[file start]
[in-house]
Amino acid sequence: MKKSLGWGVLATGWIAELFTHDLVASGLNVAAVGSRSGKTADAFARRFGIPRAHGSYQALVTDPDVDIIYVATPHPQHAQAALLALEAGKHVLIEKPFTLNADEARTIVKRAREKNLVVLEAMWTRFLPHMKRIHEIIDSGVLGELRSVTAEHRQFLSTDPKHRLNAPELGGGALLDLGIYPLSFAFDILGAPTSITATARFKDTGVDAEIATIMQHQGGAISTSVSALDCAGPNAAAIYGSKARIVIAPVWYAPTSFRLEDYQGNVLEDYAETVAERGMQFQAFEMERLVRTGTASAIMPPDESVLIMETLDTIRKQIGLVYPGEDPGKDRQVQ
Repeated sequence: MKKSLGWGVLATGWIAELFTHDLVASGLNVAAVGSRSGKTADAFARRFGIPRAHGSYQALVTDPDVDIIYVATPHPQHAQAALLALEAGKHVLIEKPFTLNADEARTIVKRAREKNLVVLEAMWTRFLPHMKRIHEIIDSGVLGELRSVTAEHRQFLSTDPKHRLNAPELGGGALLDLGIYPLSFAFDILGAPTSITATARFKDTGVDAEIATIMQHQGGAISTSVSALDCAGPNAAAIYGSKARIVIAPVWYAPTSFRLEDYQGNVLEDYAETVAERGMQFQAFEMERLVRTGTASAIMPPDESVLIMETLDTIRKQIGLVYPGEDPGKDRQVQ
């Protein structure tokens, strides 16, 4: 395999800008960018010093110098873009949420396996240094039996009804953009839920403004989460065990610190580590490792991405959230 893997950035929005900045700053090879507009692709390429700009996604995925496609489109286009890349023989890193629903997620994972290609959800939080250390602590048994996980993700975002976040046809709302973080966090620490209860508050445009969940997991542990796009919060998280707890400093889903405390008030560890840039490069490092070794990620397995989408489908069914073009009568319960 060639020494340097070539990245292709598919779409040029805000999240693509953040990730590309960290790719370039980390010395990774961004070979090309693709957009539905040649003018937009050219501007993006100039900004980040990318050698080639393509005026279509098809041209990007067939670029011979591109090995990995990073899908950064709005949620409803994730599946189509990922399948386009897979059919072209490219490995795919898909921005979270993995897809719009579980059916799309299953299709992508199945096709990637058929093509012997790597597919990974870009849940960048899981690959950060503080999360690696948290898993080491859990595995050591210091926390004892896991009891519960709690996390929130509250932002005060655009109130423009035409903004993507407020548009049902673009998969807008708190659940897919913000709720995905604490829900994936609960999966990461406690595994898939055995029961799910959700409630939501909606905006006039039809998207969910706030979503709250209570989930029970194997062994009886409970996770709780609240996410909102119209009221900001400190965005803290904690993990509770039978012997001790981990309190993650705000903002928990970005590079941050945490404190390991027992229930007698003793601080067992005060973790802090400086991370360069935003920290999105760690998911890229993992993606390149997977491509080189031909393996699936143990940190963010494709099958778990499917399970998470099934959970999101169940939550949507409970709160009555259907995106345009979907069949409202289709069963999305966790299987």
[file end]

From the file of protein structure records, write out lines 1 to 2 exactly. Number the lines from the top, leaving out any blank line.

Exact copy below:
[in-house]
Amino acid sequence: MKKSLGWGVLATGWIAELFTHDLVASGLNVAAVGSRSGKTADAFARRFGIPRAHGSYQALVTDPDVDIIYVATPHPQHAQAALLALEAGKHVLIEKPFTLNADEARTIVKRAREKNLVVLEAMWTRFLPHMKRIHEIIDSGVLGELRSVTAEHRQFLSTDPKHRLNAPELGGGALLDLGIYPLSFAFDILGAPTSITATARFKDTGVDAEIATIMQHQGGAISTSVSALDCAGPNAAAIYGSKARIVIAPVWYAPTSFRLEDYQGNVLEDYAETVAERGMQFQAFEMERLVRTGTASAIMPPDESVLIMETLDTIRKQIGLVYPGEDPGKDRQVQ